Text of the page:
The Fairchild 71 had its first flight in 1926. Although designed as a steady platform for aerial photography the rugged, reliable and carrying ability of the 71 was so well suited for operations in remote areas that most ended up in the hands of bush plane operators in Canada and the United States.
Sherman Fairchild, the owner of an aerial surviving company, was hired after WWI by the US government to do aerial photograph surveys of the United States to track soil erosion and its effects. His dissatisfaction with the available aircraft which were incapable of flying steadily enough at a sufficient altitude led to the founding of the Fairchild Aviation Company. The company's first product was the FC-1 designed to carry his large-format camera. The FC-1 was the first aircraft produced in the US that included a fully enclosed cockpit and hydraulic landing gear.
The Model 71, that evolved from the FC-1, was powered by a larger 520 horsepower Pratt & Whitney Wasp 9 cylinder radial piston engine, had a bigger wingspan and greater carrying capacity than the FC-1. It had a fabric-covered welded-steel tubing fuselage, strut-braced wooden-structure fabric-covered wings, a vertical photography camera bay, low-cut aft windows for oblique aerial photography and could carry up to eight persons,
In 1920 a subsidiary of the company was established in Canada to initially to support the companies' products. A factory for the construction of F-71 followed. The Canadian F-71 (FC-71) was initially developed for the Canadian military. It differed from the US version in that all the passenger-comfort features were removed.
Initially one Model 71 was acquired for evaluation by the United States Army Air Service. Subsequently eight more service-test aircraft ordered. A Model-71 was one of three aircraft taken by Richard E. Byrd on his 1928-1929 expedition to the South Pole.
Photos Canadian Bush Plane Heritage Museum
The Royal Canadian Air Force (RCAF), with thirty four FC-71's, was the biggest military operator of the type. Canadian F-71's was utilized primarily in the aerial photographic survey role as well as northern transport. During November 1934 the FC-71s were transferred to the Maritime (Flying Boat) Squadron where they were operated on behalf of the Canadian Mounted Police flying anti-smuggling and illegal immigration patrols.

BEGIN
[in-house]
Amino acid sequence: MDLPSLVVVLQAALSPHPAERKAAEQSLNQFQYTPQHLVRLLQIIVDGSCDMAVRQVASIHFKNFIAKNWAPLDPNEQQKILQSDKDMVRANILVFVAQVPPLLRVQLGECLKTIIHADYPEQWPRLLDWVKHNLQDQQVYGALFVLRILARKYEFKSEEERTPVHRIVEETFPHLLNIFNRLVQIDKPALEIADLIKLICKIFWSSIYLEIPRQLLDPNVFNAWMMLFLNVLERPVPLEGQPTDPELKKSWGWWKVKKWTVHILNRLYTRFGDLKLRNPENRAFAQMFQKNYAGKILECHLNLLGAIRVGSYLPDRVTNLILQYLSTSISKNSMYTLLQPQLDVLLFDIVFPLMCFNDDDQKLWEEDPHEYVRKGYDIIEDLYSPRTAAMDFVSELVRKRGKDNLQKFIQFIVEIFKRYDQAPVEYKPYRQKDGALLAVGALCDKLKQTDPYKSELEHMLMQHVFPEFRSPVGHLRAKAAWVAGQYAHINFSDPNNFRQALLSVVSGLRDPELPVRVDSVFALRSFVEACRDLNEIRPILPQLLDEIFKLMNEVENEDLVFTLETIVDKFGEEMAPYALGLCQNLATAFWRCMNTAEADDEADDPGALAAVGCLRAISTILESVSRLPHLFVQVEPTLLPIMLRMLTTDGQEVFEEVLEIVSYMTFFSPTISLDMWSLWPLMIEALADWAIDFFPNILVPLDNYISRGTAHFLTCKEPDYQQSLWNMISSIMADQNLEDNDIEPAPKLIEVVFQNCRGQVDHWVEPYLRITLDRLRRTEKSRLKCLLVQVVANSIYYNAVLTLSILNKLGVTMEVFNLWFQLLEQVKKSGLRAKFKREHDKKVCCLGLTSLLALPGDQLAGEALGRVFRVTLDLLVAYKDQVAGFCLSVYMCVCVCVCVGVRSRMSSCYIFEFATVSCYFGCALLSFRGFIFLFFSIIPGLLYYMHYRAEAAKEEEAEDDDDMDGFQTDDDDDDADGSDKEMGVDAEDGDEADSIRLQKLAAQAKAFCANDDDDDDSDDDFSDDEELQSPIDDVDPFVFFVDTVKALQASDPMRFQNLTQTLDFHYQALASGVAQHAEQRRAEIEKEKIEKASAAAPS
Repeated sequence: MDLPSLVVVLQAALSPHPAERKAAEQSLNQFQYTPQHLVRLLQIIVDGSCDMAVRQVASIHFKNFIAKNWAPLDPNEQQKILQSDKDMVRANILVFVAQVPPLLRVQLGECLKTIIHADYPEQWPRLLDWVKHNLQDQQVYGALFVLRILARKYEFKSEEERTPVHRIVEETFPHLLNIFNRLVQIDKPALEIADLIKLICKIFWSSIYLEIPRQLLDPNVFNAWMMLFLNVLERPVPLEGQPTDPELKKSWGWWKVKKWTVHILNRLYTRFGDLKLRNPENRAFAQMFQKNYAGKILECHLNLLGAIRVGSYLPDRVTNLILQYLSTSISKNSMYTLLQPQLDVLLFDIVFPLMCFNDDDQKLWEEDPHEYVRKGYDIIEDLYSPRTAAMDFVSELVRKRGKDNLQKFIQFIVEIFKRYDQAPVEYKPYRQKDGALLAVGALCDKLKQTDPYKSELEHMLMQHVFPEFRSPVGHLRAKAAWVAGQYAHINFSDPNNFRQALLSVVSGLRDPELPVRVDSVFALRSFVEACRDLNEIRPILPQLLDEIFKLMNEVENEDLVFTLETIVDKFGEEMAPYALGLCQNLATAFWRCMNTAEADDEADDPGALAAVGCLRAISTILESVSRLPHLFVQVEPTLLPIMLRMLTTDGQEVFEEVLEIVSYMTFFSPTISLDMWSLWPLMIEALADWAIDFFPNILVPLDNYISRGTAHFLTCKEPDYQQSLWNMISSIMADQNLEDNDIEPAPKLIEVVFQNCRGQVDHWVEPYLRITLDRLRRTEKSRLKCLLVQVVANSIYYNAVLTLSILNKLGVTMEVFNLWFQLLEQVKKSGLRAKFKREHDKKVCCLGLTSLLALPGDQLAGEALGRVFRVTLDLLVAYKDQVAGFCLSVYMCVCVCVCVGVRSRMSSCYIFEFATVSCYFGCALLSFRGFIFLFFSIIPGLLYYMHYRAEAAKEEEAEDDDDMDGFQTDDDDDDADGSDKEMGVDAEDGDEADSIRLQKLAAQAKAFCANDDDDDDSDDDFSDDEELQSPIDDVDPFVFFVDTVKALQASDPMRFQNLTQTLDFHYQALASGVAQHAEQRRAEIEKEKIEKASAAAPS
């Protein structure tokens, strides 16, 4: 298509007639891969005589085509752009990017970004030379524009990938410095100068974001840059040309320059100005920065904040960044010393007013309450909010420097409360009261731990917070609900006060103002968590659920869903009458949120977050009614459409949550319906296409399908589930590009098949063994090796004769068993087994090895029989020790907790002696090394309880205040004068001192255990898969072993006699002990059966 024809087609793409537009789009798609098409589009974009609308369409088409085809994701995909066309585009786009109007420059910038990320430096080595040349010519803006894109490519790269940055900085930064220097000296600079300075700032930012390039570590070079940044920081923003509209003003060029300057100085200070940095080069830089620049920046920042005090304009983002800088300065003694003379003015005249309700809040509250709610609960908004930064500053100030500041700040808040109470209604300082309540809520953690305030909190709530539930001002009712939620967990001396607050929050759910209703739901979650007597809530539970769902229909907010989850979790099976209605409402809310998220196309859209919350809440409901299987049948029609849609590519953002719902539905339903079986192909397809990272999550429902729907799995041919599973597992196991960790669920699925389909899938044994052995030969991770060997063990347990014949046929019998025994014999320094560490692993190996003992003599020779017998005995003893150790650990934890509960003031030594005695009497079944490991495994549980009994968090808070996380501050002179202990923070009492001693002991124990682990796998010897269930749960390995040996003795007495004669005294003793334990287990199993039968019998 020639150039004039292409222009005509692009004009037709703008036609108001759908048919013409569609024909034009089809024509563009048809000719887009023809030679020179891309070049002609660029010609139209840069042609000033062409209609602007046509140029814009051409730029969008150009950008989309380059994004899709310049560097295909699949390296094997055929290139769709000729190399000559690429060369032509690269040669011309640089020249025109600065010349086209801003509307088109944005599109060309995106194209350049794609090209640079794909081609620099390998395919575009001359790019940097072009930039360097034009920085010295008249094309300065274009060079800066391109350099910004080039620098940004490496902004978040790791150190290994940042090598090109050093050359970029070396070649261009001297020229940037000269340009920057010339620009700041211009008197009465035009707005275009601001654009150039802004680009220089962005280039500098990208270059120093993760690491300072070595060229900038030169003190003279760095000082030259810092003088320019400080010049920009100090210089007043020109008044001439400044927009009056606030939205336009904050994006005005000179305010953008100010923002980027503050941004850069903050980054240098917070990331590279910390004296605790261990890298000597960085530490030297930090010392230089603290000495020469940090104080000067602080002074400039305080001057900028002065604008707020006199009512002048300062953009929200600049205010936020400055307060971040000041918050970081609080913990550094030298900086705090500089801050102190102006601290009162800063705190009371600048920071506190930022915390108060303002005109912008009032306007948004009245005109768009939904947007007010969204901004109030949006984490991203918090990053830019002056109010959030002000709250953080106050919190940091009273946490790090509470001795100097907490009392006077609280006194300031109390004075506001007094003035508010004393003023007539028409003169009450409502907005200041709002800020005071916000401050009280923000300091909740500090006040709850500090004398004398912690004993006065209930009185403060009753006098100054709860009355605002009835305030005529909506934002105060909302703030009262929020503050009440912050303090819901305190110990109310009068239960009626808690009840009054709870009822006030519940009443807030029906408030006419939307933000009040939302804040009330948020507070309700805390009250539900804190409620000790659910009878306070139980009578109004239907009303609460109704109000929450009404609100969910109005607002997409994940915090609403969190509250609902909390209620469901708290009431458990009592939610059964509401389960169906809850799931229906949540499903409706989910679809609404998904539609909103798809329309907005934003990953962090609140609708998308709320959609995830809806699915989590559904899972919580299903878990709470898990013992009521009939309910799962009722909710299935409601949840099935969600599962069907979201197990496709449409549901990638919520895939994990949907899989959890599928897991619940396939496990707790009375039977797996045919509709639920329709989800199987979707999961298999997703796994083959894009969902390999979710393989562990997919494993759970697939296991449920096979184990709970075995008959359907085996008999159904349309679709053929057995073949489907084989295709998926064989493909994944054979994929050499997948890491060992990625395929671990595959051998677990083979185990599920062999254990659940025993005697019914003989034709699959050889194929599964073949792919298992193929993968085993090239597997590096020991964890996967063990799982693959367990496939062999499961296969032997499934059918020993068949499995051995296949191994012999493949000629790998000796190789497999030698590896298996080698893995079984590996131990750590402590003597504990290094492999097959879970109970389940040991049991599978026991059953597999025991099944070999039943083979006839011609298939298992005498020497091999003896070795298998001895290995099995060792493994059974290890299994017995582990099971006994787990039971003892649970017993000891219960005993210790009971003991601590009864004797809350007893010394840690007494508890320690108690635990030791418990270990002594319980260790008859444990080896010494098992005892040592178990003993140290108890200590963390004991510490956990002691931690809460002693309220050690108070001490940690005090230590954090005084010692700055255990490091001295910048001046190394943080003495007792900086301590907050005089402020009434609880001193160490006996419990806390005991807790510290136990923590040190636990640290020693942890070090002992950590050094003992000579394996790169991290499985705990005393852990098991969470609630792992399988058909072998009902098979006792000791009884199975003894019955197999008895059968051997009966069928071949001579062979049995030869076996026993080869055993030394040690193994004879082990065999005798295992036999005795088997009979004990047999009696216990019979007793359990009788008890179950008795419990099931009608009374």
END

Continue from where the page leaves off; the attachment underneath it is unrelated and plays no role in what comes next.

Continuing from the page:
Photo Canadian Bush Plane Heritage Museum
Marlin Horst's restored 1929 Fairchild 71 was one off two 71s that visited EAA AirVenture at Oshkosh in 2014; the other, a 1927 restoration, belongs to Gary Coonan. Marlin found his F-71 in a stash of museum-quality airplanes at the estate sale of aircraft collector Gene Frank in 2006. The restoration, that is authentic to the original design, took twelve thousand hours and thousands of dollars.
Marlin and Garry's F-71 are one of two of the visitors at Oshkosh and only four remaining on the registry.
Length: 35 ft 10.25 in (10.93 m)
Wingspan: 50 ft 0 in (15.39 m)
Height: 9 ft 4 in (2.84 m)
Wing area: 309.6 ft2 (28.76 m2)
Empty weight: 3,168 lb (1,438 kg)
Gross weight: 6,000 lb (2,724 kg)
Powerplant: 1 ◊ Pratt & Whitney Wasp B/C 9-cylinder radial piston, 420 hp
Maximum speed: 132 mph (212.4 km/h)
Cruise speed: 106 mph (170.5 km/h)
Range: 817 miles (1,314 km)
Service ceiling: 11,000 ft (3,353 m)
Rate of climb: 600 ft/min (3 m/s)